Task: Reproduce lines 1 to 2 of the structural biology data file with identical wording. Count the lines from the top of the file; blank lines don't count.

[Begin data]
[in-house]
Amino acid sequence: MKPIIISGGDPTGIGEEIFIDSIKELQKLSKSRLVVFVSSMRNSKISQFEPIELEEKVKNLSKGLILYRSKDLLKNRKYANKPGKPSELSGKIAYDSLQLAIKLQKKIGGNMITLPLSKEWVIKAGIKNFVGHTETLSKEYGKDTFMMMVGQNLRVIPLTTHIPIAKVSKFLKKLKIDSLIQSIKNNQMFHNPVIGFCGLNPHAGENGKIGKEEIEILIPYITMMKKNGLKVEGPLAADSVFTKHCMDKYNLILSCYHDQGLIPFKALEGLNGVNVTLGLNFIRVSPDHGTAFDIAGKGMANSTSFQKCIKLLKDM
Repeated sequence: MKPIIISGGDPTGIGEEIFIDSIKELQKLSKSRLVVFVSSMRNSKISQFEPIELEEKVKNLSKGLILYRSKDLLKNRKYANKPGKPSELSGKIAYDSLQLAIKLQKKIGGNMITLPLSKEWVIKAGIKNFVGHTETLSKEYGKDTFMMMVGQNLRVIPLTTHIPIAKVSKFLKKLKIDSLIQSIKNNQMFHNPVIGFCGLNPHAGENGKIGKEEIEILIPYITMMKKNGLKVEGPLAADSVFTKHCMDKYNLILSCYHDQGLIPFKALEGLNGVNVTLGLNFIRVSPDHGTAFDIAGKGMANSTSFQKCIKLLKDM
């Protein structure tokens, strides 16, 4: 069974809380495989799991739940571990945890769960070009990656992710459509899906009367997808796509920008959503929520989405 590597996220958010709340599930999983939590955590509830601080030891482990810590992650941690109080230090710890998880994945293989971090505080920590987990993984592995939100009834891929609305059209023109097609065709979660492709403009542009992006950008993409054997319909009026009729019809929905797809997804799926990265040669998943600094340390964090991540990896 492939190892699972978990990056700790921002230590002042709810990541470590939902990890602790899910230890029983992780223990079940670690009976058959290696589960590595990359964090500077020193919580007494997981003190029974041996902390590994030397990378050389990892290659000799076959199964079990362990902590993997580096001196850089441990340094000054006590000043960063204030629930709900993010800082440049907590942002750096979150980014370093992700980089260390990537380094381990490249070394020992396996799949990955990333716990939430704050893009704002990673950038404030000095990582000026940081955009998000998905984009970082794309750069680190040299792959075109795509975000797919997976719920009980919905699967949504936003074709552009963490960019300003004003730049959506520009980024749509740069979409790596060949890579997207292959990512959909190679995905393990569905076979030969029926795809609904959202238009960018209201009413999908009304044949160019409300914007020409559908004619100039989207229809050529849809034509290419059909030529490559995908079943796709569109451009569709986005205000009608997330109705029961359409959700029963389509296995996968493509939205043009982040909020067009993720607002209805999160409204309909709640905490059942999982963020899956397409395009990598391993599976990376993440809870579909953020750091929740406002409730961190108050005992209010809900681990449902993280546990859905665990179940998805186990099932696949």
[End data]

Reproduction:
[in-house]
Amino acid sequence: MKPIIISGGDPTGIGEEIFIDSIKELQKLSKSRLVVFVSSMRNSKISQFEPIELEEKVKNLSKGLILYRSKDLLKNRKYANKPGKPSELSGKIAYDSLQLAIKLQKKIGGNMITLPLSKEWVIKAGIKNFVGHTETLSKEYGKDTFMMMVGQNLRVIPLTTHIPIAKVSKFLKKLKIDSLIQSIKNNQMFHNPVIGFCGLNPHAGENGKIGKEEIEILIPYITMMKKNGLKVEGPLAADSVFTKHCMDKYNLILSCYHDQGLIPFKALEGLNGVNVTLGLNFIRVSPDHGTAFDIAGKGMANSTSFQKCIKLLKDM